Over two thirds of charities (69%) think fraud is major risk to the charity sector with insider fraud recognised as one of the biggest threats, but almost half of charities don’t have any good practice protections in place, according to a report released today by the Charity Commission.
The report, Preventing Charity Fraud – Insights & Action, is the result of a research study that questioned over 3,300 charities about fraud awareness, resilience and cyber security. It follows a 2009 report by the Charity Commission.
It found that while most think fraud is a major risk to the sector, and 33% think it is a greater risk to the charity sector than other sectors, over a third (34%) think their organisation is not vulnerable to any of the most common types of charity fraud. 85% of charities also believe they are doing everything they can to prevent fraud, despite almost half having no good practice protections in place.
The research identified that 4% of charities had suffered at least one fraud in the past two years (7% in 2009), with large charities far more likely to have been victims.
Mandate/Chief Executive (CEO) fraud (18%) and fraud relating to abuse of position (12%) were the most common types of fraud suffered, and over half of charities (53%) knew who committed the fraud (49% in 2009).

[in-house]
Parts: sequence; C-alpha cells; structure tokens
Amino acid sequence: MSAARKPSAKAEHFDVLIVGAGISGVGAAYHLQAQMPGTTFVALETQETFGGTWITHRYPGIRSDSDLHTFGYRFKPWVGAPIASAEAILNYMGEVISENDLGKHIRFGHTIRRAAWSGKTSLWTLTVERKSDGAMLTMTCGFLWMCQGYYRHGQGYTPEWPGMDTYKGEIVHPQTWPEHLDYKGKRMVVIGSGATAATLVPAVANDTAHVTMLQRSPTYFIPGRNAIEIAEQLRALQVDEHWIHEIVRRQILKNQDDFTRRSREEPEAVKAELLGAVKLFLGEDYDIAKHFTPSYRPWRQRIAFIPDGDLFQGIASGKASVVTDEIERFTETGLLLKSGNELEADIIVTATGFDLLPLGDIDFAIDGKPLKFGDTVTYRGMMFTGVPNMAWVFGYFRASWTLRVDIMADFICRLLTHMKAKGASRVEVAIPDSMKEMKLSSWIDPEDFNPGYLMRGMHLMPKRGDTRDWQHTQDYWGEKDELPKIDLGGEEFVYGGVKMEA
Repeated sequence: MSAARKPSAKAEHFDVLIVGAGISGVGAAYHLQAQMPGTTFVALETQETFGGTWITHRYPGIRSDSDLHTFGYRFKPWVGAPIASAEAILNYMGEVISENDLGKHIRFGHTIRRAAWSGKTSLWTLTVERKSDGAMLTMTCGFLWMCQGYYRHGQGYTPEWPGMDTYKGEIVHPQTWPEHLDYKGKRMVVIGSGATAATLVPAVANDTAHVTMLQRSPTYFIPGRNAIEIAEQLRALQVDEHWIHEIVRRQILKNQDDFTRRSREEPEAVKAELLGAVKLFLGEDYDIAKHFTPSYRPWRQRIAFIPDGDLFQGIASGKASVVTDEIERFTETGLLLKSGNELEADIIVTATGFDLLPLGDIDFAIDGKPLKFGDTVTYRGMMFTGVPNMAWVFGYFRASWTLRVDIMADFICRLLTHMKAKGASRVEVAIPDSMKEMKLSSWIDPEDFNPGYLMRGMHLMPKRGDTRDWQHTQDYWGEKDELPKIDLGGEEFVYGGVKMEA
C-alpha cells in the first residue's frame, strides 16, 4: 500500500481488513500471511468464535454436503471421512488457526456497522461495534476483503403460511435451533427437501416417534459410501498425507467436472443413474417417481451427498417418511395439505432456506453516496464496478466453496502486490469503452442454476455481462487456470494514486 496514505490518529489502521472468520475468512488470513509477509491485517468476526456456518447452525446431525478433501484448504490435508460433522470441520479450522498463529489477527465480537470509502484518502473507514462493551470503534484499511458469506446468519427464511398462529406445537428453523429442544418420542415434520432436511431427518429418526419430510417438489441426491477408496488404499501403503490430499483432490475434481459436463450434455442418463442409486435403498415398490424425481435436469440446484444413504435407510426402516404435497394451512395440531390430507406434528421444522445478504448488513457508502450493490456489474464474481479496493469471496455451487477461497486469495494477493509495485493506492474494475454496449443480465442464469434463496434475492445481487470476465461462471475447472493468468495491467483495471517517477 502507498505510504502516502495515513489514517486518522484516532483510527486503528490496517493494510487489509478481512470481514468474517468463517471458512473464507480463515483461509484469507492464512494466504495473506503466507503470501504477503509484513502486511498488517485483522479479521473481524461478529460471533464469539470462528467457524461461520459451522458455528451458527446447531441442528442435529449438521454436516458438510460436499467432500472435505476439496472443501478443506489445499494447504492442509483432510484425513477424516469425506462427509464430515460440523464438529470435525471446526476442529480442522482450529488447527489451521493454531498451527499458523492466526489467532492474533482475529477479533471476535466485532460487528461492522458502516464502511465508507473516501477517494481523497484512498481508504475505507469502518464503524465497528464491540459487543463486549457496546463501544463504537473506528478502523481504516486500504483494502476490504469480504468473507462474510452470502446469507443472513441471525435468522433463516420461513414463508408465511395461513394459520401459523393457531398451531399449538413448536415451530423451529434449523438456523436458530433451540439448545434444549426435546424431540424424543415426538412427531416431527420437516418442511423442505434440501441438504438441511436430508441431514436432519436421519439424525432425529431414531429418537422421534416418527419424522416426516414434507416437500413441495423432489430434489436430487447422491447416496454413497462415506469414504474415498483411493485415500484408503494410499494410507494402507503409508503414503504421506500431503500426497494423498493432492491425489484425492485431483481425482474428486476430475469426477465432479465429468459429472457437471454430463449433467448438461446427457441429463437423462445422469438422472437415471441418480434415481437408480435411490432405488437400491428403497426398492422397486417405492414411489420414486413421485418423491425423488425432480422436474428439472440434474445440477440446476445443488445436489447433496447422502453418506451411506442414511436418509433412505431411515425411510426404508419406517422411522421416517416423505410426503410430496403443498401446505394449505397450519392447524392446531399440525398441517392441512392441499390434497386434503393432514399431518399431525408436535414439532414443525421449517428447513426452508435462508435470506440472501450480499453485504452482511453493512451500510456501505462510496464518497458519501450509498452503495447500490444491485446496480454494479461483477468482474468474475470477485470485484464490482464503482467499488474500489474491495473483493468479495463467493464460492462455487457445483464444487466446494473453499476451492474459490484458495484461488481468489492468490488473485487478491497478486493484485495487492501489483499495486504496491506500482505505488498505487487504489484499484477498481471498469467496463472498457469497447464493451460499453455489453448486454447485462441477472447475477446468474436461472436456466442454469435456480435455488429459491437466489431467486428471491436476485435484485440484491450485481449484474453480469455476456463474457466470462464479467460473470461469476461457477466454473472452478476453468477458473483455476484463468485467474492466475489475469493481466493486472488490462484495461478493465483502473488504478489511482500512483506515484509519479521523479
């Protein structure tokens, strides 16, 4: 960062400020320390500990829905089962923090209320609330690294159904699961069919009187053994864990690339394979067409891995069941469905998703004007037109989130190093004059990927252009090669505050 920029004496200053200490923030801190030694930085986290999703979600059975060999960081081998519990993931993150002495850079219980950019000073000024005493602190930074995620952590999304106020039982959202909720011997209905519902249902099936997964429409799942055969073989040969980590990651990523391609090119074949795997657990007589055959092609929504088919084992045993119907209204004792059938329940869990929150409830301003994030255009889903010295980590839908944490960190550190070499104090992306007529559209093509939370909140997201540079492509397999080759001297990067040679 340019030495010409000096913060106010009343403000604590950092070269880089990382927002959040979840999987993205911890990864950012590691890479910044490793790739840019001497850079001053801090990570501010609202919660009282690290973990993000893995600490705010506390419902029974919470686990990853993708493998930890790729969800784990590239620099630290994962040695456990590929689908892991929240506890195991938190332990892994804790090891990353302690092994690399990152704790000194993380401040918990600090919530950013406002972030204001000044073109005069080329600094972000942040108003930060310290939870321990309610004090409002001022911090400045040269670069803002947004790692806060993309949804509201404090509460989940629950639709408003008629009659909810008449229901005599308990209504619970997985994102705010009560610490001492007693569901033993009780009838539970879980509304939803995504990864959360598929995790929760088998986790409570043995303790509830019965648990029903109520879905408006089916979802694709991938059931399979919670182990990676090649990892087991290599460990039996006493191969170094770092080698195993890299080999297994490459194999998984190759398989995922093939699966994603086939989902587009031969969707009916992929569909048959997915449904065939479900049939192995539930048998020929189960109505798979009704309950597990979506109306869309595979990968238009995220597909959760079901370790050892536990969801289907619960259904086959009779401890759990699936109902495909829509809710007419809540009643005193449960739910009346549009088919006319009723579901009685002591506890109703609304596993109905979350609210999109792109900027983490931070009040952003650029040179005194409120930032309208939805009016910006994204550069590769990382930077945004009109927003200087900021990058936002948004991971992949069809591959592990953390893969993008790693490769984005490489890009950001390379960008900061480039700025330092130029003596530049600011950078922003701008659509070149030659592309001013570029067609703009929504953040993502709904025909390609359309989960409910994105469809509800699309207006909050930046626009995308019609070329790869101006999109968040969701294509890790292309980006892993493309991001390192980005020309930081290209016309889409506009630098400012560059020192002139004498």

While fraud committed by staff has fallen since 2009, that committed by trustees and volunteers has doubled.
Where the identity of the fraudster was known:
- 29% were paid members of staff (40% in 2009)
- 18% were volunteers (11% in 2009)
- 13% were beneficiaries (5% in 2009)
- 10% were trustees (3% in 2009)
- Only 14% of fraudsters had no previous connection to the charity (11% in 2009)
Charities believe they are vulnerable to fraud because of a lack of fraud awareness training, an over-reliance on goodwill and trust, and/or excessive trust in one or more individuals. They also believe they are most vulnerable to internal fraud, external fraud, fundraising fraud, and beneficiaries fraud.
However, despite the risks, less than a third (30%) of charities have a whistleblowing policy and just 9% have a fraud awareness training programme, although both of these figures have risen since 2009.
The Charity Commission has released the report as part of Charity Fraud Awareness Week, which runs from today (21 October) until 25 October. The report also includes guidance and steps for charities to take to reduce the risk of falling victim to fraud.
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